Students from Janet Langston’s Grade 3 and 4 class at Margaret Jenkins elementary celebrate the school’s efforts to remove invasive species from Trafalgar Park (below King George Terrace). The park was covered in gorse and blackberry and wild flowers and roses are now thriving. (Travis Paterson/News Staff)

Margaret Jenkins students 2.5 years into restoration

 

The reclamation of Trafalgar Park continues but to anyone who has visited in the past three years, the removal of invasive species has revealed a landscape unseen for decades.

And the work has been done by a pair of Margarets.

Well known Uplands Park advocate and volunteer Margaret Lidkea helped lead a program for nearby Margaret Jenkins elementary school students. Lidkea provides the know-how and the students provide the muscle.

Last Updated on Sunday, 02 June 2019 14:50
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Consent Means Consent Not Consultation, Coercion or “after the Decision", Notification PDF Print E-mail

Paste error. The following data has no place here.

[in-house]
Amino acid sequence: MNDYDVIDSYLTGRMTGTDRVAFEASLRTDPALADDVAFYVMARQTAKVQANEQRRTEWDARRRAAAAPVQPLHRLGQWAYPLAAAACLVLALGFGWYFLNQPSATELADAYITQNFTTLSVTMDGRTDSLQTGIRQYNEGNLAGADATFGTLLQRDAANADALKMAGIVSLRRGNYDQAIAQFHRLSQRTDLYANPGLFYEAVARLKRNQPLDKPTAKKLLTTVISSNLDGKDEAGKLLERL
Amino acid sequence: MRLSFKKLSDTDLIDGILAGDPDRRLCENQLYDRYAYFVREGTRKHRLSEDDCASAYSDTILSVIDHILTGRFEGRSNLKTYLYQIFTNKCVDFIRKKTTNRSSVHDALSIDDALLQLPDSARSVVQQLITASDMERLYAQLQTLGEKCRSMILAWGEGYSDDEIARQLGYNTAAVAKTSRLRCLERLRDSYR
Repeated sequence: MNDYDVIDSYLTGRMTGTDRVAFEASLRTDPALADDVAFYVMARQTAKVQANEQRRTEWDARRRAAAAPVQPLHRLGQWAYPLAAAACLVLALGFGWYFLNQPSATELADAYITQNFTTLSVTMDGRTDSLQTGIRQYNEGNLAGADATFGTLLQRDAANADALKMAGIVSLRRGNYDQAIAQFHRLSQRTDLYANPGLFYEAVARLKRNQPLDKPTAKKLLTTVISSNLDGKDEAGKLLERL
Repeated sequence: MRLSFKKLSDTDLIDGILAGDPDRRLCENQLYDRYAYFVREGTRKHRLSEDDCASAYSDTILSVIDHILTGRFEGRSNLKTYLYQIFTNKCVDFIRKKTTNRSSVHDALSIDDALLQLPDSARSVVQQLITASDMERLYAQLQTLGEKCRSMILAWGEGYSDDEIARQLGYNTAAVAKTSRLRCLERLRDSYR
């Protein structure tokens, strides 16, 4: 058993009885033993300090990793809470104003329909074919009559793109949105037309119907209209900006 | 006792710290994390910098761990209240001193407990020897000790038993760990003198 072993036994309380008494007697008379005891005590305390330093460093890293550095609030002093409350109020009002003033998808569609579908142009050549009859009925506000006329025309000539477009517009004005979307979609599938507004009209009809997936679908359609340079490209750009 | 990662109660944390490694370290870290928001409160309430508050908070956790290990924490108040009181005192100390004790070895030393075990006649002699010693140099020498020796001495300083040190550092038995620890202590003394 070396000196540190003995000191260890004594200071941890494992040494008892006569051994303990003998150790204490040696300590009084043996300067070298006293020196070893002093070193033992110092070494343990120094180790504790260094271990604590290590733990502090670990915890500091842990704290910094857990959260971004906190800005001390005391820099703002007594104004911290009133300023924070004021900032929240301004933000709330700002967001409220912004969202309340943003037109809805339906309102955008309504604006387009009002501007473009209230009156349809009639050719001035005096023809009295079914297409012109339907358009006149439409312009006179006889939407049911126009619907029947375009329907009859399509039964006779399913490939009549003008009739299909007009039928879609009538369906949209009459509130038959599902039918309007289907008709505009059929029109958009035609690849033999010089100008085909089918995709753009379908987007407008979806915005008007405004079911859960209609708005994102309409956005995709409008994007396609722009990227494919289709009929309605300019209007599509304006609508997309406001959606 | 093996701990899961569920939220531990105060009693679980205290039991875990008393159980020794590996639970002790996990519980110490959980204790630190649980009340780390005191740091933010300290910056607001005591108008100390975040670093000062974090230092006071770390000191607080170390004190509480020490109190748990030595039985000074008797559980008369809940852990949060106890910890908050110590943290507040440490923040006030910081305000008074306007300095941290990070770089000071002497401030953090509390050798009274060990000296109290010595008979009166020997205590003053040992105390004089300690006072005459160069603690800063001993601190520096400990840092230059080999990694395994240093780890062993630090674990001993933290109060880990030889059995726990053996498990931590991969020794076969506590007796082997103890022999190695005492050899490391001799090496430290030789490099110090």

Earth News
Posted by Joan Russow   
Thursday, 13 June 2019 07:22

1.The Lubicon Cree: Ongoing human rights violations

Image result for The Lubicon Cree: Ongoing human rights violations

The Lubicon Cree: Ongoing human rights violations

 

The Lubicon Cree: A case study in ongoing human rights violations exerpts from article by  Amnesty International

he Lubicon Cree: A case study in ongoing human rights violations. ... 

Territory that the Lubicon have relied on to hunt, fish and trap is now crisscrossed by more than 2400 km of oil and gas pipelines.

That's more than five wells for every Lubicon person.“..

.the basic health and resistance to infection of community members has deteriorated dramatically.

The lack of running water and sanitary facilities in the community, needed to replace

the traditional systems of water and sanitary management...is leading to the development of diseases associated

with poverty and poor sanitary and healthconditions.” Lubicon complaint upheld by the United Nations Human Rights Committee in 1990

 

 

Last Updated on Monday, 24 June 2019 11:37